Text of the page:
The head of Prague’s Na Homolce hospital Ivan Oliva has resigned from
office over irregularities uncovered by an in-depth audit into the
Health Minister Adam Vojtěch said the findings were serious and pertained to purchases and public tenders.
According to the daily Pravo the audit uncovered invalid contracts to the tune of 400 million crowns. The hospital has denied this.
The shortcomings in Defence Minister Lubomír Metnar’s university thesis
cannot be regarded as plagiarism, Ostrava University concluded after
conducting an in-depth analysis of the work. A spokesman for the university
said that while Metnar failed to include references to the sources he drew
on in his 2004 university thesis, he did include the authors and works
cited at the end of the work. Lubomír Metnar did not intentionally
plagiarize the works of others, the university concluded.
The defence minister defended his work at a press briefing in Prague on Friday afternoon, saying he had no reason to resign from office. Two ministers from this cabinet have stepped down after facing accusations of plagiarism.
Former prime ministers Bohuslav Sobotka and Jiří Rusnok, as well as
former industry minister Miroslav Grégr have been questioned by a
parliamentary committee investigating the privatization of the OKD coal
Bohuslav Sobotka was finance minister at the time of its privatization and he in particular has been a target of criticism for the controversial sell-off of state shares in the company. The company was acquired by the firm Karbon Invest in 2004 and later sold to billionaire businessman Zdeněk Bakala. It later went bankrupt.
Sobotka said the sale to Karbon Invest had been perfectly in order, adding that he was later taken aback by the re-sale of the company to Bakala.
A lone wolf was captured on camera in the National Park of the Krkonoše
mountains, environmentalists report. They say this is further proof of the
fact that wolves may be returning to the area after 150 years.
The head of the park Jiří Flousek says that so far there appears to be evidence of migrating individuals, who are crossing the border from Poland. Wolves disappeared from Czech territory in the mid-19th century.
The Czech Republic received 10.4 billion crowns more from the EU budget
than it paid in dues in the first half of 2018, according to a Czech
Finance Ministry report released on Friday.
It received the equivalent of 32.9 billion crown from the EU budget while contributing 22.5 million.
The country is one of many EU member states that has been receiving more from the EU budget than it contributes.
The Czech prime minister, Andrej Babiš, is set to meet his counterparts
from the UK, Austria and Estonia in the Austrian city of Salzburg on Friday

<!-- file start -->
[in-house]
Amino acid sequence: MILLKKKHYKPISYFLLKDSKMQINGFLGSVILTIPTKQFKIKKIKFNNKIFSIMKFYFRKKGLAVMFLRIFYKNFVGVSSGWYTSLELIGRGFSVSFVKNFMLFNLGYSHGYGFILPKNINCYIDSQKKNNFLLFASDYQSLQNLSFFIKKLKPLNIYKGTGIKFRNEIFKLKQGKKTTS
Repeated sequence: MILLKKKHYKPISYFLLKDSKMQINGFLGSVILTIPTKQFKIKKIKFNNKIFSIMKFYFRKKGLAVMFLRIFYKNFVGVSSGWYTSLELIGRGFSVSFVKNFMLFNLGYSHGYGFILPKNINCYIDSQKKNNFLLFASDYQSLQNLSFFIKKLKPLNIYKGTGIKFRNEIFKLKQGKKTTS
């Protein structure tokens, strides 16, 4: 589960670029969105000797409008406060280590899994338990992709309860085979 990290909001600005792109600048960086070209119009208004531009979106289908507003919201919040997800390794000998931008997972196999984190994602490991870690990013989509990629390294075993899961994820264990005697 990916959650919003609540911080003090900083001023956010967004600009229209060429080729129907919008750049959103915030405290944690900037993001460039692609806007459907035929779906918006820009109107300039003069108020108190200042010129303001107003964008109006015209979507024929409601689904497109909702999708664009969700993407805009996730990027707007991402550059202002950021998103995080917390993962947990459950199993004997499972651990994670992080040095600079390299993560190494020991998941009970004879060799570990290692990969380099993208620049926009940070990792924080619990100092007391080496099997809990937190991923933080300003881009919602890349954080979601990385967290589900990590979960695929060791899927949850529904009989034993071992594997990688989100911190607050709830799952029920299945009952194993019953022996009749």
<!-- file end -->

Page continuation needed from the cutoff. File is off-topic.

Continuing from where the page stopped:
afternoon. Mr. Babiš, host Sebastian Kurz and Juri Ratas are expected to
discuss migration and issues surrounding Britain’s departure from the
European Union with Theresa May, who has taken personal charge of Brexit
Friday’s meeting takes place during a music festival in Salzburg and the leaders are due to attend a performance of Mozart’s The Magic Flute in the evening.
Sparta Prague have a hill to climb if they are to continue in the Europa
League after defeat in the first leg of their second qualifying round tie
against Spartak Subotica. The Czech side lost 2:0 to the Serbian club in
Novi Sad on Thursday. The second leg takes place in a week’s time.
If Sparta do get through, they will take part in the third and final qualifying round for Europe’s second-tier club competition.
The Prague Municipal Court has overturned a measure imposed by the Prague 1
local authority to curb cyclists in city centre pedestrian zones, Czech
Television reported on Thursday. The court upheld a complaint by
pro-cycling association AutoMat and two other plaintiffs. Limits had been
placed on bikes between 10 am and 5 pm on the lower part of Wenceslas
Square, Old Town Square and the square náměstí Republiky.
Some politicians and residents had criticised the move, saying the authorities should support rather than restrict cycling. The Prague 1 town hall said pedestrians had been injured by bikes.
The Ministry of Agriculture has announced plans to tighten the rules on
breeding big cats in the Czech Republic. The move comes in response to
cases of tigers being killed to produce traditional Asian medicines and the
escapes of certain animals.
The minister of agriculture, Miroslav Toman, said on Thursday that recommendations for the size of runs for breeding big cats would now become compulsory, while breeders would be forced to undergo a special course.
Police have charged several people with the wrongful handling of animals over the recently discovered tiger killings.
Prague to finish reconstructing Kafka’s house in May
Underwater remains of Prague’s first bridge explored by researchers
The 1946 US operation that proved a propaganda coup for Czechoslovakia’s Communists
Why is it so hard to remove a Czech president?
Major renovation planned for Prague’s Masaryk train station